Anything that lifts the spirits and briefly makes you forget about the daily challenges right now, has got to be most welcome. So here’s a reminder of when we met guerilla gardener Steve Wheen, who went quietly about transforming hundreds of East London potholes into glorious oases of vivid green shrubs and brightly coloured flowers, with an occasional miniature prop (a park bench, phone box or bicycle perhaps) thrown in for good measure.
The impact of these tiny pothole gardens has been huge, far, far bigger than Wheen could ever have imagined when he started out. “It originally began as a design project for my Masters at Central St Martins” he says in his gentle Australian accent. “I was looking to turn something a little bit crappy into something that made people feel happy. As a cyclist living in Shoreditch, I was all too familiar with the area’s many potholes, and that’s when I struck on the idea of turning them into little gardens.”
With the benefit of hindsight, Wheen thinks he found the gardening idea especially appealing having grown up in Canberra. “It’s known as the Bush Capital because there’s so much land and everyone’s got these huge gardens,” he explains. “Whether you like it or not, as a kid you’re out there raking the leaves, mowing the lawn and growing tomatoes. It was something I’d just taken for granted back home but here, living in a gardenless flat, I guess I missed it.”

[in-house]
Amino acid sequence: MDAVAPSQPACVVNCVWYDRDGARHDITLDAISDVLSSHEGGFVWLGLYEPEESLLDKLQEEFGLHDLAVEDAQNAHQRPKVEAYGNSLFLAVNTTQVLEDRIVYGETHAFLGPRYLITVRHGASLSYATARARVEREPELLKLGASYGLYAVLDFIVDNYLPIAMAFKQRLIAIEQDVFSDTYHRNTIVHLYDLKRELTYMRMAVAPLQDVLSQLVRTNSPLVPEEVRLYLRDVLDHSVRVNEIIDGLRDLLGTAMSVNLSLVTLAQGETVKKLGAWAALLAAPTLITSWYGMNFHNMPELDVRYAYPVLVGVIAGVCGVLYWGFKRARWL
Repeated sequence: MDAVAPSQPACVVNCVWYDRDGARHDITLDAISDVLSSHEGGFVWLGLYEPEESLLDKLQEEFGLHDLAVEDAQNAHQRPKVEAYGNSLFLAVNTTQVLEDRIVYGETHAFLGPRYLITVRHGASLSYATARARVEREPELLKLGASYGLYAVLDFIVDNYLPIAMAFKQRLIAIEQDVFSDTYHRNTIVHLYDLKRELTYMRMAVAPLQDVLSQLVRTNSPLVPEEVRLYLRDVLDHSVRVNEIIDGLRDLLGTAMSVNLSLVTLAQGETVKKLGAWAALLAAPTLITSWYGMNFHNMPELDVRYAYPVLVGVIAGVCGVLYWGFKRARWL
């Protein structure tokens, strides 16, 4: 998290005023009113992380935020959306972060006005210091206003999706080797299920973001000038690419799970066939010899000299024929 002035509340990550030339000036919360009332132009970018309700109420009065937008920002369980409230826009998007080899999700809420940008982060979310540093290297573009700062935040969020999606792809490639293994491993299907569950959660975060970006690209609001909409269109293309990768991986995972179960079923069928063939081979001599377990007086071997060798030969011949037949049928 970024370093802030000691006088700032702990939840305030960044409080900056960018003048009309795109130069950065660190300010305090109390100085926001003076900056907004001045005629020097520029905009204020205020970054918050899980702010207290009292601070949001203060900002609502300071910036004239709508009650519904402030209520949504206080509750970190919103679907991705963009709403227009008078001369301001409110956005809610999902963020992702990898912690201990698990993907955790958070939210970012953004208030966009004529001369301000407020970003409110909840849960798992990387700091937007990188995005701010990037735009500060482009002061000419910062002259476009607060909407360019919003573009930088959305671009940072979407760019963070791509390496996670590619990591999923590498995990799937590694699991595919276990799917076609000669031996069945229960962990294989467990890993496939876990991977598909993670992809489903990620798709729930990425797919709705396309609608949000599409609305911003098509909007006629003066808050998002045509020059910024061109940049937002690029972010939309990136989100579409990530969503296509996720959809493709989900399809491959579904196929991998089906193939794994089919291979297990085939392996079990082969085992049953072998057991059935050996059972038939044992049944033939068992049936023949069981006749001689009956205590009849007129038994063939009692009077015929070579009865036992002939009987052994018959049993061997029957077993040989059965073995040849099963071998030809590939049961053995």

Thus Wheen’s unique brand of guerilla gardening was born. “It’s funny how my little gardens are so small compared to other types of guerilla gardening where people will go and fix up a whole roundabout,” he muses. “They’ll do big beds of plants whereas everything I do is tiny.” But size clearly isn’t everything because within a few short months of starting his project, and an accompanying blog, Wheen’s work was drawing in thousands of followers.
A short film and a book (The Little Book of Little Gardens, £9.99, Dokument Press) followed, garnering Wheen even more accolades. “It’s amazing how my little project just took off and continues to attract attention all these years later,” he says sounding genuinely surprised. “What’s really great is that people from all around the world have picked up on pothole gardening. From Montreal to Hong Kong and Germany, people send me photos of their work that I then post on my blog.”
Over the years the project has evolved and these days Wheen likes to take people out gardening. “It’s become a much more social thing,” he says. Of course guerilla gardening, as lovely as it is, does not pay the bills, which is why Wheen combines it with running an online video content company, called The Distillery. As well as producing videos for commercial clients, he increasingly works with charities. “Helping charities through my short films is where my passion lies. This year I’m planning a big crowd funding project for Water Aid, encouraging people to water my pothole gardens,” he reveals. What a thoroughly decent chap that Mr. Wheen is and thanks to San Miguel’s alternative Rich List his small acts of kindness have now been properly recognised.
By Kelly Beswick